Science fiction doesn’t just help with the development of our future, it also influences where we will go. So many of our great thinkers were influenced from the science fiction they loved as kids. Here is a great example called “How William Shatner Changed The World:”

Maybe it’s strange, but it’s definitely true. Some of the most brilliant minds that attend the TED conference every year were once little children sitting at home watching shows like “Doctor Who” and “Star Trek,” and dreaming of a world where the things they saw on TV could actually exist. Would we have nearly half of the technology we have today if it weren’t for Star Trek?

Think back to the opening of each episode of Star Trek; “Captain’s log, star date…” does that sound familiar? It should because it’s a podcast. If it were written down, then it would have been a blog.

Remember the phaser on Star Trek, so often set to “Stun?” Well, now we have stun guns. The police try to use them more often then real guns. If it weren’t for Star Trek we might never have lived through; “Don’t Tase me dude.”

Obviously not society’s most dignified moment, but certainly one many of us remember. Now the most obvious of all devices we use today is the cell phone, most of which have a push to talk feature. This resembles the communication device they would use on the show. Maybe that was also the first use of the speakerphone.

How about when the captain would say “plot a course” and the navigator would program in their destination. Well, today we have GPS devices for our cars. We can plot our own destinations for anywhere we want to go.

I could spend a career going through popular TV shows in modern history and showcasing where some of today’s technology may have gotten their inspiration. From “The Jetsons,” to “Quantum Leap,” we have been raised on dreaming up ideas for the future. All of our wants and desires have been established through our science fiction pop culture. I never would have wanted an iPhone if it weren’t for the device Al would use on Quantum Leap.

On the show the device was a remote to a super computer called “Ziggy.” Al would use it to download information to advise Sam on what happened in the timeline. He could call back to the base, compute calculations, and so many other functions. This was when the show was supposed to be based in 1998.

Again, I could go on endlessly about how science fiction has influenced the technology we currently have, but the bottom line is to learn from the mistakes laid out for us in our history of science fiction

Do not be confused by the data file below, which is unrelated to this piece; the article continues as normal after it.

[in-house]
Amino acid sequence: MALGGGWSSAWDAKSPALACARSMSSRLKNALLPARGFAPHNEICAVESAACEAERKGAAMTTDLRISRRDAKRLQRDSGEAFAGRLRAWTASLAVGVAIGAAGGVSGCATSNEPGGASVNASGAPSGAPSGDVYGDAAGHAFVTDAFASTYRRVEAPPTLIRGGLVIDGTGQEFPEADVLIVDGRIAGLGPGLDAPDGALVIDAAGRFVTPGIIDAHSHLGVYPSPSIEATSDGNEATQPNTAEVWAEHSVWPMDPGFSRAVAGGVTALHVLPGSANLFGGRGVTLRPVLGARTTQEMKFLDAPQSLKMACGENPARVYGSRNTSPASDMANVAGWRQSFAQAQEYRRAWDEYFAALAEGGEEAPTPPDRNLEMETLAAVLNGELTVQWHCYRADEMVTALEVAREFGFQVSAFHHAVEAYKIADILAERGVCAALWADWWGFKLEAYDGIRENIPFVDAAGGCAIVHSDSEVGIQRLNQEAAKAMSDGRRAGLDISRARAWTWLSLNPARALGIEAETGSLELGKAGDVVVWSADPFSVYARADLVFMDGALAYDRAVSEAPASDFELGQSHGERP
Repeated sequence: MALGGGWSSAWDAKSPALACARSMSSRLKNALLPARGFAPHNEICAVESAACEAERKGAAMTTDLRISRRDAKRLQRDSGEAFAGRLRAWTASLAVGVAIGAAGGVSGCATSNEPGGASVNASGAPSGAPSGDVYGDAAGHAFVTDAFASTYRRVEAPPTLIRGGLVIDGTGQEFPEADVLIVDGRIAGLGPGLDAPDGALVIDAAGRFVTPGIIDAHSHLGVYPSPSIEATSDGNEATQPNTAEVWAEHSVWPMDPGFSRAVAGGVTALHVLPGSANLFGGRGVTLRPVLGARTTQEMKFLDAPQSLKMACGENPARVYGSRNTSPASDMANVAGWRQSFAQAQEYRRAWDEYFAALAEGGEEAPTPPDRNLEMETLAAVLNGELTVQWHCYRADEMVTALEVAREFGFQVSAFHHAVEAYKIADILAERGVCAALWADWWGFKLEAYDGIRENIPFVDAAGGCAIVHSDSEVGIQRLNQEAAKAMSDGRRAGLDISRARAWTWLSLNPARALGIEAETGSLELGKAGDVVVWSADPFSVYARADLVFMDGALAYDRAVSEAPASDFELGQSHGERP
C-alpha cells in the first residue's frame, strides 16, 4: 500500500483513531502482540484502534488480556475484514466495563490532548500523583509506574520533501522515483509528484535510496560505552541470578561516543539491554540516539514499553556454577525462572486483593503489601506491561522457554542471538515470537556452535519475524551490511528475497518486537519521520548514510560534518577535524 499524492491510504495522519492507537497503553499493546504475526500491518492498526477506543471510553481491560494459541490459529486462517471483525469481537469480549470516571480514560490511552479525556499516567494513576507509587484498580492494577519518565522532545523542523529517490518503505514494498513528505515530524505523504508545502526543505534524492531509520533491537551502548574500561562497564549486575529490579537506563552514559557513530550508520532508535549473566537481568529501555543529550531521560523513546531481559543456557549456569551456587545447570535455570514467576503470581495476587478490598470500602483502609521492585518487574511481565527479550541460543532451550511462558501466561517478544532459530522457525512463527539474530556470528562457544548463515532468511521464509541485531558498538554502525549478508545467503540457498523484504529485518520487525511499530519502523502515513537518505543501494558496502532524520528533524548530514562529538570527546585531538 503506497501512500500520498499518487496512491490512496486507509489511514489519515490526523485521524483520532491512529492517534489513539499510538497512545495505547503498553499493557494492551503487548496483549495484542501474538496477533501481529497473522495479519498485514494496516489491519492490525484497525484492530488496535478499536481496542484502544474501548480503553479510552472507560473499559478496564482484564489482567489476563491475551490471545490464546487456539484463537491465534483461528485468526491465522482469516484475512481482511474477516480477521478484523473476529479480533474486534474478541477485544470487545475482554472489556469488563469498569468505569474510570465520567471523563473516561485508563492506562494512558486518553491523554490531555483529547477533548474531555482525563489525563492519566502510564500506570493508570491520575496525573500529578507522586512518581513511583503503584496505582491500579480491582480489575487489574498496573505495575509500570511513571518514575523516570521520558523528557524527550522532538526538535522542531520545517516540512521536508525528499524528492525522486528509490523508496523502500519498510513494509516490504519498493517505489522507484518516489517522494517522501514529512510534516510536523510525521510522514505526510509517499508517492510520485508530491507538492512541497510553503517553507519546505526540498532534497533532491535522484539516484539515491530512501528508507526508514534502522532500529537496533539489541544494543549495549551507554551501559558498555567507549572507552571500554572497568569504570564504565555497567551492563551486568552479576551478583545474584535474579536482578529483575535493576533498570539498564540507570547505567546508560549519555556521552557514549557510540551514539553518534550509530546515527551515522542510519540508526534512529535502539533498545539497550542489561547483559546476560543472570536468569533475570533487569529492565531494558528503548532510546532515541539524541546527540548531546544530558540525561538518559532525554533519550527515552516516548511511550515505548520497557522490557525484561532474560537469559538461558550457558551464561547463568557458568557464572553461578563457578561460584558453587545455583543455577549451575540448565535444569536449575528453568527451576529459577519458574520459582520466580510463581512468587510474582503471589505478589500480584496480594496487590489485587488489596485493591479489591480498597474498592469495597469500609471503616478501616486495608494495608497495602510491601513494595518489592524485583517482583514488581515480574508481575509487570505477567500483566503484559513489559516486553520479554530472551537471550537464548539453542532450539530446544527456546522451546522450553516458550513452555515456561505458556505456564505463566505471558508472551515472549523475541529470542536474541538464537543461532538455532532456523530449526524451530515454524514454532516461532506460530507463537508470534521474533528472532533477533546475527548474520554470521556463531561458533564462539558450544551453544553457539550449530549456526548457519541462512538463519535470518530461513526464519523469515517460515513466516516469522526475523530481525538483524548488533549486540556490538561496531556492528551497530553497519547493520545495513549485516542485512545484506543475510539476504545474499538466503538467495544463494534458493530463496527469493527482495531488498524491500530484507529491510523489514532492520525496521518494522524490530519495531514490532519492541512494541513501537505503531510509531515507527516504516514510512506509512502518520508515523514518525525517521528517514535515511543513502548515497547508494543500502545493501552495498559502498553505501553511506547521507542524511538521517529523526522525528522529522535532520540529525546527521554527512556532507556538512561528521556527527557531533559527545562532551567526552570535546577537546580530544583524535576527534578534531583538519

I will conclude on this thought. In the movie “The Invention of Lying,”

The characters live in a bland world where there is no creativity. There are no far-fetched ideas, just what is practical. Ricky Gervais explains that in order to be creative, we must be able to allow our minds to wander off into a world where we can dream of a better life and leave reality behind. It’s that dreaming of better things that leads us to create science fiction. Then the inspiration of science fiction allows us to wonder if such things are possible, then it’s on to create such impossible things.

The potential of technology is truly endless. We will never know how far we can push the world unless we try. With each idea we put out there, someone else might just pick up on it and take the next step.

Sep
2009

Human Nature?

While reading through everyone’s blogs from class tonight, I have yet to find anyone who fell in love with Second Life. What I have found are a series of mixed experiences, but one certainly stands out. Desiree’s blog recounts a near violent moment that is very scary. She was simply trying to interact with fellow people in Second Life when she was nearly attacked. Come one people! We are still human’s last I checked, not monsters. Even in a virtual world, there is a level of decorum one must expect from his fellow human beings.

During our class meet up tonight, we talked about how normal everyone in class chose to stay, especially with all the creative options one might have open to them in this virtual world. I had mentioned that even if we wanted to go crazy, we all still know each other through the class. Second Life is kinda like the out of control office Christmas party everyone talks about, where all the employees are drunk and doing the craziest stuff they would never do in a normal working day.

Certainly the point of Second Life is to go somewhere new and different to meet new people, and have pleasant experiences, and to check out of what can be a real stressful and crazy world. Why on earth would anyone want to go to an over-saturated commercial filled land where the average people are just crazy, and that’s the norm.

My advice to Second Life, if you want to stay current and still try and make it into the mainstream, find a better way to welcome new people in.